Interview: Annelies On 3 Challenges Working Women Face

The interview of the month focuses on three challenges women face during their careers. Today I am interviewing Annelies Engel. She was born and raised in Amsterdam, the Netherlands. After high school Annelies went to the fashion academy, but when she graduated there was no fashion climate in the Netherlands. Next to the fashion industry, she also liked the advertising, graphic, and design world. She has worked many years for various brands such as IKEA, BMW, NS, Ahold, Vodafone, and Nike. She started freelancing about twenty years ago. Last year, she was the interim creative director at Costes. After that, Annelies expanded her guesthouse Haus am Zee in Zandvoort with an interior, styling, and design branch focused on beach living. Last week, her first collection arrived from Marrakesh.

Annelies, prior to the interview I asked you to think of three situations that you encountered during your career. Which ones did you choose and why?

The assistant, it’s all about the money and boys will be boys. I have chosen these situations because they have been a common thread throughout my career. I see it happening around me. I believe that these are challenges every woman experiences.

As a woman, you often start in a junior position. This has an advantage and a disadvantage. The advantage is that you learn all facets of your profession and you always have people around you from whom you can learn. The disadvantage is that the way up takes longer and years later you are often mistaken for the assistant, both by your colleagues and customers. Men start in a higher position, despite the same education. It is partly also because many women like to take on the assistant role. Those who choose this can be proud of it because it is a full-fledged profession and the manager is often nothing without this person.

Salary difference and sexism are much-discussed problems, but when you talk about the entry-level, people in the business community seem to be satisfied with that. Unless you’re a woman and you look back at what you’ve been doing for the past five years and think hey, that 22-year-old guy next to me comes in as a junior manager and I come in as an assistant, how can that be? It is a subject that receives little attention. So, I would argue that it needs more attention. It takes a long breath for women to fight against these inequalities.

What is the reason behind it?

I think it’s partly because of the woman’s modesty. Men seem just a little more confident. I always say jokingly: men say yes I can do that when they are applying for a job and then start learning how to do something and women say yes I can because I have already learned it. That is where the difference lies because as women we think that we first have to know it all and then do it while men have more courage to say that I will do that or I can do that. The modesty in women should be a bit less in my opinion.

What should women do to climb higher?

If you want to start higher up the ladder, you have to claim your spot. Become visible, take that step forward, bluff a little more, be confident, take the floor in meetings and come up with proposals. If you accept during an evaluation interview that you will receive an additional 100 euros or 1.2% next year. You will continue to gain 1.2% every year and you hope you have a manager, who says well… that’s a great woman! I have to give her a promotion, but that’s not going to happen. You have to do it yourself. If you don’t do it yourself, you won’t be seen. What do men do? They chat with the manager about the weekend on Monday morning or bring them a cup of coffee. And as a woman you think… what does that man do all day? I have no idea, I’m busy working. However, so is that man, he builds a relationship with his manager and is visible. There’s nothing wrong with telling your manager, shall we have lunch on Friday? I am working on an issue and I would like to have your opinion. In this way, you keep it work-related. Modesty is good, but it doesn’t help your career. But this is also the crux, it is important that you also remain yourself. Women are quickly perceived as cold and mean in leadership positions while making the same decisions as their male counterparts. Do not be fooled by this, this is about powerlessness and frustration which you can address if you are a good leader.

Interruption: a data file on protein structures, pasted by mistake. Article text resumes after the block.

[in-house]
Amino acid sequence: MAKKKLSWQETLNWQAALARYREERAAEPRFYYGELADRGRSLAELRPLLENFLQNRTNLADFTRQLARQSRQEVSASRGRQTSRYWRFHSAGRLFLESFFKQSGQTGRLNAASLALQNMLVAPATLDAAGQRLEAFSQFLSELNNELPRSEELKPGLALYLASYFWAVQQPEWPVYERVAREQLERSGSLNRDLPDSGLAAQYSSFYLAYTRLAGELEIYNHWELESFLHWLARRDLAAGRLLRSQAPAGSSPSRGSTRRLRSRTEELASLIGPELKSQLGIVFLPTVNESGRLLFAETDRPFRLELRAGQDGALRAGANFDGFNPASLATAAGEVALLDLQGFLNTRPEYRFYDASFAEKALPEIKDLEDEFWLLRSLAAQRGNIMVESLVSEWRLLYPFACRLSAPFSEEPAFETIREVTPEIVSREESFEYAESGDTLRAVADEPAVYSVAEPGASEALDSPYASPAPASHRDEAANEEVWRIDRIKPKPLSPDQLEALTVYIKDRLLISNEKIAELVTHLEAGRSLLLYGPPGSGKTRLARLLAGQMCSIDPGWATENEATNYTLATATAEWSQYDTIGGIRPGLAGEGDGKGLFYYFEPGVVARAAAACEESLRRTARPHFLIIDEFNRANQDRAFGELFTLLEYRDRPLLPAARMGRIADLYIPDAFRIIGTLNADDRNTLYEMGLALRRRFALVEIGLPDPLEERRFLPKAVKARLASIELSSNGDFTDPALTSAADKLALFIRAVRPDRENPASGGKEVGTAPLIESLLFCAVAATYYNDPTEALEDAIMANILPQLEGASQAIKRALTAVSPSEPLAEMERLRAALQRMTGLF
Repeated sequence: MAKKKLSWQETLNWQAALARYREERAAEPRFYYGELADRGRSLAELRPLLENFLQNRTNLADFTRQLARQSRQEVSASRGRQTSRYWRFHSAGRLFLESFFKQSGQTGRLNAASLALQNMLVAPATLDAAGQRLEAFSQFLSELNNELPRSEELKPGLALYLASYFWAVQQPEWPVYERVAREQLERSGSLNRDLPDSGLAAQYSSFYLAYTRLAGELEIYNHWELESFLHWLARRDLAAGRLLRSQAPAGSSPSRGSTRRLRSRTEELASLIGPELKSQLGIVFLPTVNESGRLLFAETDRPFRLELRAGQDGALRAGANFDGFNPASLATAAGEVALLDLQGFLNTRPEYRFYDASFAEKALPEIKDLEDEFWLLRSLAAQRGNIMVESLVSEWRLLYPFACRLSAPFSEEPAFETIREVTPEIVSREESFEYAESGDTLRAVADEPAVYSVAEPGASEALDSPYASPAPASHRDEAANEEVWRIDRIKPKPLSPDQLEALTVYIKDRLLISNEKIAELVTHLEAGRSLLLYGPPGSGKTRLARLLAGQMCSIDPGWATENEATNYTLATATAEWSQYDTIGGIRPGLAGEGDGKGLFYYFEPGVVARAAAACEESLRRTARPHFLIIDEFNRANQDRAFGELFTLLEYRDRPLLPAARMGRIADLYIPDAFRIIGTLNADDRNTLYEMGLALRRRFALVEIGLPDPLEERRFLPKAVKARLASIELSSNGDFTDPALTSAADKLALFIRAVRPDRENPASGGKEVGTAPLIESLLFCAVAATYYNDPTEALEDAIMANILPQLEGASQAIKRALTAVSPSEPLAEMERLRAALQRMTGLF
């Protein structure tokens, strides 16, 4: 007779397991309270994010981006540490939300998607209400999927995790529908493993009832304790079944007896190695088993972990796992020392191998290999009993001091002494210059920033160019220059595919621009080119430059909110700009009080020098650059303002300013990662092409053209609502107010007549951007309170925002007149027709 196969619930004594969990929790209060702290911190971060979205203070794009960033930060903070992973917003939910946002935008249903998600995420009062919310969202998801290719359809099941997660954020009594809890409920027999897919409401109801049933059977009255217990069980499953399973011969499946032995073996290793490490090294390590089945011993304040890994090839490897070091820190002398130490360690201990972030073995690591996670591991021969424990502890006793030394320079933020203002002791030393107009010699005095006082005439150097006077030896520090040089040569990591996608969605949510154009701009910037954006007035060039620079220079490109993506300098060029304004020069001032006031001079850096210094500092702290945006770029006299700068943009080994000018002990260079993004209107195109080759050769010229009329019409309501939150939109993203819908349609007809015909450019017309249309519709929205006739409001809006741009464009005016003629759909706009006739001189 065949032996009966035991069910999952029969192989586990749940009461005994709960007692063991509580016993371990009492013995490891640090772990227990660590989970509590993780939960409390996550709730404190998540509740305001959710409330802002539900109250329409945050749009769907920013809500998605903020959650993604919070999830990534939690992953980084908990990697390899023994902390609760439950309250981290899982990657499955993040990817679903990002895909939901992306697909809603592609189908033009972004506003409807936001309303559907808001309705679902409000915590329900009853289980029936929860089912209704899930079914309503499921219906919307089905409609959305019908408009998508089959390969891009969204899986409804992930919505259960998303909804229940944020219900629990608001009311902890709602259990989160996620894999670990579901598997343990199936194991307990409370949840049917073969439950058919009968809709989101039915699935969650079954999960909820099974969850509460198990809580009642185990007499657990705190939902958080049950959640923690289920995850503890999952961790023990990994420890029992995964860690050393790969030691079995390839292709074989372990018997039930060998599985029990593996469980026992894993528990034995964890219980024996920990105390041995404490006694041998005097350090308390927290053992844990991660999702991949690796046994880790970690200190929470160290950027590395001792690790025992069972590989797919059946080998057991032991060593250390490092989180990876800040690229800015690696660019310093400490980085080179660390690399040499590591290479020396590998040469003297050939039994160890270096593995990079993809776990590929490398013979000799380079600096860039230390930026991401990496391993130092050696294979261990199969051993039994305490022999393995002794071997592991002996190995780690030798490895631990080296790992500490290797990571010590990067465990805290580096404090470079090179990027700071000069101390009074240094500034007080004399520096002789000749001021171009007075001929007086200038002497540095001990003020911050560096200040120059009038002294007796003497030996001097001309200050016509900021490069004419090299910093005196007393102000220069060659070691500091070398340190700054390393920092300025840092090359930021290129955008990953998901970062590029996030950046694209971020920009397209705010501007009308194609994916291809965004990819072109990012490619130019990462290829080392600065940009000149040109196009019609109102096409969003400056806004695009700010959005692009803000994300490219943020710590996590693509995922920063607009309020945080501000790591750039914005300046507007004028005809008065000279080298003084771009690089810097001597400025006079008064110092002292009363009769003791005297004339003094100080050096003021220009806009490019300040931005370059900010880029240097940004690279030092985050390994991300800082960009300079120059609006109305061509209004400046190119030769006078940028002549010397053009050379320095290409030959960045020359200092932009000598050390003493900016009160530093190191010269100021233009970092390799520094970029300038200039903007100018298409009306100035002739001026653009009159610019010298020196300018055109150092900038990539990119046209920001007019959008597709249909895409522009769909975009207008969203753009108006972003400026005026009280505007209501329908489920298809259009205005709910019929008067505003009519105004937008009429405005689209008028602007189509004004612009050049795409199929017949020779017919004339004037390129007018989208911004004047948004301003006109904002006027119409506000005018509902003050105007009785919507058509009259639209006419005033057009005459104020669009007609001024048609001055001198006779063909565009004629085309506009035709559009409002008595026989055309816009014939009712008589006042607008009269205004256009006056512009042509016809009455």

How do you feel when people immediately assume you’re an assistant?

Haha. Fortunately, it doesn’t happen anymore, but when I was your age, I was in charge of meetings. To be honest, the fact that I’m blonde didn’t really help either. But you can deal with it in two ways. You can get angry about it. Or you can laugh about it. What I often did was play along. I poured the coffee and they went to talk to my male colleague, someone they thought of as the boss. My colleague would look at me if he couldn’t answer the questions or he said you have to go to Annelies for that. Or I let them talk and when the topics got serious, I took charge. It immediately got quiet, funny to watch. They had to pick themselves up again because they hadn’t expected it. Humor is the way to deal with it for me. You’re going to experience it hundreds of times, people being rude or making sexist comments. Laugh at it and straighten it out, and if it gets too much, take someone aside. Anger will only eat you up. Stand above it.

I think many women find that judgment call difficult. When do you laugh along and when do you say something serious?

The moment when people hurt you, you can say something about it. If they cross a line, I’ll say something about it in front of everyone. But I’ll keep it to myself by saying, “I don’t like what you’re saying right now or it hurts me.” It is okay to be vulnerable in this because you take the wind out of the person’s sails.

I’m not saying I approve of it, but very often people don’t realize that they act stupid.

Yes, it is often subconsciously. They have been taught that it is okay to say such things.

They are not stupid, the penny will drop. They are damn well aware that they have just been checkmated. Just in a way that it’s not bad, because you still have an hour to congregate, otherwise you might as well cancel the meeting because it’s not going to be fun anymore.

How did you get promoted?

I have often been promoted by changing jobs. Once people have an image of you, it is difficult to change it. If you have a fresh interview with another organization where people are looking for someone who wants to take the next step, you will be promoted.

What are the things you mention in a job interview?